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Natural Resource Economics

Natural resource economics looks at the supply, demand, and allocation of natural resources and the implications that the exploitation and conservation of natural resources has on public policy. Natural resources are separated into two categories – renewable and non-renewable, the resources that can be reproduced and grow and those that cannot. Non-renewable resources include resources like fossil fuels (coal, petroleum, and natural gas) and metal, and renewable resources include resources like solar power and fish¹. The use of a non-renewable resource involves an intertemporal tradeoff, which is the value of the payoffs for a decision or trade¹. The interaction between natural systems and economic systems as well as the payoff for using non-renewable and renewable resources will be discussed. Pollution and depletion of natural resources are issues that are looked at as well.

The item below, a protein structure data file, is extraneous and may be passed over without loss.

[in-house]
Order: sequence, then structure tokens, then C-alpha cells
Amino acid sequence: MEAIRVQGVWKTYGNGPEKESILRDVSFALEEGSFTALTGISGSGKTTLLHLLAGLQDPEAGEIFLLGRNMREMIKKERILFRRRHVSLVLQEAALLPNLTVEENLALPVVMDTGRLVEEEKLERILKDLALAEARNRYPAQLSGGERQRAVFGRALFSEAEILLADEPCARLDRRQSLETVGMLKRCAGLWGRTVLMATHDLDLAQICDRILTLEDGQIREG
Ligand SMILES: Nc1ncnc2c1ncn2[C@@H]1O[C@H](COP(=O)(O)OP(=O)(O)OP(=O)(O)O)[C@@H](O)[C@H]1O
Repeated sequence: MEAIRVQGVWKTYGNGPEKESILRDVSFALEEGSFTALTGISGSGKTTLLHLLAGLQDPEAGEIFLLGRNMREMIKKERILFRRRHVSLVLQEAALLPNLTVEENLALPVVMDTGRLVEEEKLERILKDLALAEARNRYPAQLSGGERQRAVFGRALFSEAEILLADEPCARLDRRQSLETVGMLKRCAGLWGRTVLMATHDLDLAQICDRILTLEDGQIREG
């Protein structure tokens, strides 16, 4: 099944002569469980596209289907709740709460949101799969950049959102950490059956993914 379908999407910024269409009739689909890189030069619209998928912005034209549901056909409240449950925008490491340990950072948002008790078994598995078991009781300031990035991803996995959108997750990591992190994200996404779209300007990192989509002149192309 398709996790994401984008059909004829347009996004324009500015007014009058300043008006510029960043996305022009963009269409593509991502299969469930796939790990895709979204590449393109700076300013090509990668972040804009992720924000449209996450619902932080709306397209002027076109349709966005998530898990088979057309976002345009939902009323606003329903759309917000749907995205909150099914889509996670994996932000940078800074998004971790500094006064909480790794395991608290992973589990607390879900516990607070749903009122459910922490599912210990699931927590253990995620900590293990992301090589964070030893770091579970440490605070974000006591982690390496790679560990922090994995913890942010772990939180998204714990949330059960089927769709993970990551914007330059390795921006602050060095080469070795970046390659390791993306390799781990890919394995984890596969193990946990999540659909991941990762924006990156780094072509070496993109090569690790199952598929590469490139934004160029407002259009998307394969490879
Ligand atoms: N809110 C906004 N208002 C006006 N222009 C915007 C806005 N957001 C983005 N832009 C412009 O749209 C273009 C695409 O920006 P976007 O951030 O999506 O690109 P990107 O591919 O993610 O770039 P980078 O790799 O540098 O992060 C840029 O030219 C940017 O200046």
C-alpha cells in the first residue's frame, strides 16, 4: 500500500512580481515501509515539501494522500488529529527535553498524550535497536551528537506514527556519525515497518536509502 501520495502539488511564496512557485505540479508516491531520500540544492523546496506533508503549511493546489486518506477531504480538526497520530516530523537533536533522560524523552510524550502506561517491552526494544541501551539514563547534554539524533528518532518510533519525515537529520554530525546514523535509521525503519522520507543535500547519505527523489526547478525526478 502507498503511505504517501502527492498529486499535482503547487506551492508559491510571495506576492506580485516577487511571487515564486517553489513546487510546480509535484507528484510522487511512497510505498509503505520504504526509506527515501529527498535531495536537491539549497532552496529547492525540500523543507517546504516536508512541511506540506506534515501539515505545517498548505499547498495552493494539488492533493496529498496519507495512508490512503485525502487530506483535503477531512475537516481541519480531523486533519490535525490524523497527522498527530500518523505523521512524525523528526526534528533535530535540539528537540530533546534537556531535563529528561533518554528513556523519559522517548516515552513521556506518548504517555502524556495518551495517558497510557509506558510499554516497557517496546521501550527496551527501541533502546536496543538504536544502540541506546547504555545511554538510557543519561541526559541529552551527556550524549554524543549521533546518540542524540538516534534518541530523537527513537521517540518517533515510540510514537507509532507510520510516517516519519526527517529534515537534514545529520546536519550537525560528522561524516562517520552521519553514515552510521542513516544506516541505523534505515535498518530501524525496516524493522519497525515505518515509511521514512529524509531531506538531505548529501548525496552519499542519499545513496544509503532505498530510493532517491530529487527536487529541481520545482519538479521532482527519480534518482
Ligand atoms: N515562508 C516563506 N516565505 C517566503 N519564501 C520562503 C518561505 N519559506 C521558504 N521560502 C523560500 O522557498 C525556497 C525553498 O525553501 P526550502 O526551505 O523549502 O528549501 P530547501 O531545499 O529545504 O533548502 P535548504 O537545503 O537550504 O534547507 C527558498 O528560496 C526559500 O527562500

Natural resource economics falls under microeconomics because it deals with resource allocation, government intervention, markets and private property. It examines environmental policies regarding water, energy, pollution which are assessed for private use, therefore making it fall under the micro scale of economics.

In natural resource economics, pollution and the environment are evaluated through an economic perspective, and resources are allocated using econometric methods. It measures the benefits and costs of using different resources. Methods of damage assessment, benefits of environmental improvement, and policy choice are topics that fall under natural resource economics.

 

References:

1. Horan, R.D., van Soest, D. Resource and Energy Economics.  Retrieved from www.journals.elsevier.com/resource-and-energy-economics

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